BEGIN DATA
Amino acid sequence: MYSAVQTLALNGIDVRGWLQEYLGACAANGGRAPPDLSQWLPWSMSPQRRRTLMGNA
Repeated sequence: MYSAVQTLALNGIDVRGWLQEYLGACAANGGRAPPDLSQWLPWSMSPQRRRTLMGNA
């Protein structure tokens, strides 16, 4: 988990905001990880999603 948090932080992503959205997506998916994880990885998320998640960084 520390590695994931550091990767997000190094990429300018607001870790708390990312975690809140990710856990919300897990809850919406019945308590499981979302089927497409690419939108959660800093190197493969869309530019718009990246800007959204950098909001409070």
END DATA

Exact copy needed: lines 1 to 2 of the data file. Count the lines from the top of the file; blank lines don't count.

Amino acid sequence: MYSAVQTLALNGIDVRGWLQEYLGACAANGGRAPPDLSQWLPWSMSPQRRRTLMGNA
Repeated sequence: MYSAVQTLALNGIDVRGWLQEYLGACAANGGRAPPDLSQWLPWSMSPQRRRTLMGNA